There are three reasons for visiting Follina. The first, and most practical, is if you want a bed for the night – hotels are also few and far between here,

and two of the best in the region are situated opposite each other. Opposite them, however, is another, even more compelling, reason to visit: the medieval Cistercian Abbey Church of Santa Maria, with its magnificent cloisters. But perhaps the biggest reason of all for food and wine lovers to visit is the opportunity to worship at the gastronomic shrine of Da Gigetto. Like all the best country restaurants, it looks unprepossessing from the outside. But if you want to truly appreciate the food of the region, this is undoubtedly the best place to do so. If you are lucky enough to visit in autumn, when the colours of the trees are at their most beautiful, make sure you have the fresh pasta with wild mushrooms, followed by some game. A little later in the year, ask for the radicchio-flavoured risotto, possibly preceded by some lardo (cured ham fat). In late spring, choose the meltingly tender baby lamb, cooked over a wood fire. But, whenever you go, ask to see the wine cellar, a labyrinth of rooms below the restaurant filled with extraordinary treasures.

From Follina, you can drive back down to the wine route ‘proper’, always heeding the advice to the stick to the high ground. From Refrontolo onwards, you will find yourself in a gentler countryside, where the hills are more rolling and, consequently, the vineyards less steep. There is plenty of rivalry between the winegrowers’ organisations at the two ends of the Prosecco region, and you have now entered the area ruled by those of Conegliano. You are also getting closer to the motorway to Venice and beyond, and the area becomes more built up, with fewer grand villas and more modern constructions (that’s the reason I prefer to start from the other end).

But there are compensations along the way, in particular the Molinetto della Croda in the Lierza valley, where the old mill is still functioning, and the little church at Pieve di San Pietro di Feletto, where the frescoes surprise with their magnificence for such a spot. As ever in Italy, though, you will probably have to knock on a few doors to get the church opened (clue – the caretaker lives next door). You might also want to plan to stay a night at Il Faè, where, with prior warning, Prosecco tastings, vineyard visits and cooking classes can all be arranged.

But if you are pressing on to Conegliano, follow the road as it winds down through vineyards, until you reach the town’s unprepossessing outskirts. Persevere, for the old centre of the town itself is attractive, topped by a castle reached by foot up cobbled lanes, from where there is a view over the vineyards.

From here, it is a short hop to the motorway back to Venice or Treviso, home to so many of the wealthy industrialists who have their villas in the Prosecco hills. Or you could always turn around and do the route in the other direction, taking a few side turnings. In theory, after all, it is only 47km. But getting lost is half the fun of it. And there’s always a jug of Prosecco waiting for you at the end.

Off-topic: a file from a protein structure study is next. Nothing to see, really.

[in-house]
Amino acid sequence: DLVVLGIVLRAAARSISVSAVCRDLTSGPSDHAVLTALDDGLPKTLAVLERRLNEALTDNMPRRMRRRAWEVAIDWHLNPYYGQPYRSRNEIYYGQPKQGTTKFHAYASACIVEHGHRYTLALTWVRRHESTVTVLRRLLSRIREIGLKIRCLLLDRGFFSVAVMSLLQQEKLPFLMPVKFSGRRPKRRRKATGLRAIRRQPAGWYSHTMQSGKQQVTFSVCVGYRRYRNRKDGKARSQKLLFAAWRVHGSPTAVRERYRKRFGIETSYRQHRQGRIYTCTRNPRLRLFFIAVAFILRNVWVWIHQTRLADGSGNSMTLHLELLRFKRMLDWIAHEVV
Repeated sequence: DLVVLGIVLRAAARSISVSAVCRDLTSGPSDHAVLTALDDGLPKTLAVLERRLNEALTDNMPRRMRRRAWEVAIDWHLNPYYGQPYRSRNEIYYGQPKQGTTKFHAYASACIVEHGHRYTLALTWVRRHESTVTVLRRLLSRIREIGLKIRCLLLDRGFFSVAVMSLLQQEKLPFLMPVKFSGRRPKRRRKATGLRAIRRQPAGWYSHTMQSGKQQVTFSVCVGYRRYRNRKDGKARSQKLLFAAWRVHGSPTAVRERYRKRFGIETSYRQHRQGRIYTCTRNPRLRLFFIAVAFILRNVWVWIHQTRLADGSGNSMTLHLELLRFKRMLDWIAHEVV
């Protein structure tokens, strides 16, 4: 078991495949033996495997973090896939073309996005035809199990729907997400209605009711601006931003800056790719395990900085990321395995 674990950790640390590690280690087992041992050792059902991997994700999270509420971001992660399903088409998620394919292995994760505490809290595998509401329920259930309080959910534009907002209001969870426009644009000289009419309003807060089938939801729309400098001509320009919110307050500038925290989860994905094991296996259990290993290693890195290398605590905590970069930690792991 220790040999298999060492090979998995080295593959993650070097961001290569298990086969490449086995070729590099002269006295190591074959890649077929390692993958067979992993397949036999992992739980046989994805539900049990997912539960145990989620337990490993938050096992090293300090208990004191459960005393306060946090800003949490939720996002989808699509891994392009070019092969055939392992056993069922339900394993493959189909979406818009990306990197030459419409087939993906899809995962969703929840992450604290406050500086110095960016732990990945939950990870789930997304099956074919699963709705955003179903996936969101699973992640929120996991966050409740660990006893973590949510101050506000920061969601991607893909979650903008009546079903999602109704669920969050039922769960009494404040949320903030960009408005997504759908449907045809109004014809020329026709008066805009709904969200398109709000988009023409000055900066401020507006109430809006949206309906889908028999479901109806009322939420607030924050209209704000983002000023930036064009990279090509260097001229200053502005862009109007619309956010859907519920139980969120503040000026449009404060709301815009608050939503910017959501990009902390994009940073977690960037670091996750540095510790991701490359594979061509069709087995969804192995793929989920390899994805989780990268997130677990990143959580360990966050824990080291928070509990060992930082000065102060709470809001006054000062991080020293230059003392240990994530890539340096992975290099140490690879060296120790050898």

Places to stay:

Hotel Villa Abbazia in Follina is a member of Relais & Châteaux. Your best bet is a room in the older villa. During summer, guests can relax in

the garden hot tub! +39 0438 971277; www.hotelabbazia.it

Hotel dei Chiostri is opposite the Villa Abbazia but couldn’t be more different. Although parts of the old abbey are incorporated into the grounds, the rooms are funky and modern. +39 0438 971805; www.hoteldeichiostri.com

Hotel Villa Cipriani is a charming hotel on the outskirts of Asolo, offering enchanting views of the surrounding countryside. +39 0423 523411; www.starwood.com

Il Faè in San Pietro di Feletto offers both villas for rental and

bed-and-breakfast options. It can also organise Prosecco appreciation classes led by a local sommelier, cookery classes, and vineyard visits and tastings. +39 0438 787117; www.ilfae.com

Prosecco producer Bisol has recently opened a farmhouse in Rolle, east of Follina, where it offers B&B as well as cookery classes. The Bisol winery offers a range of visiting options, from a straight tasting and tour of the winery to lunch at Da Gigetto followed by the chance to blend your own cuvée. +39 0423 900138; www.bisol.it

Places to eat:

Da Gigetto in Miane, near Follina, offers delicious traditional food.

A visit to the wine cellar is also a

must. Closed Monday evenings and

all Tuesday. +39 0438 960020

Trattoria alla Cima in Valdobbiadene will provide you with a warm welcome and offers a good wine list.

+39 0423 972711; www.trattoriacima.it

Festivals

At harvest time, walks are arranged between vineyards, with local delicacies and wine tastings to be savoured en route. The main tourist office for the region, which is based in Treviso, should be able to provide details (+39 0422 541052; www.marcatreviso.it),

or try the local tourist offices in Valdobbiadene and Conegliano.

Between March and June every year, the Primavera del Prosecco is celebrated, with a series of local tastings, events and exhibitions across the region. For details of 2006 events, email info@primaveraprosecco.it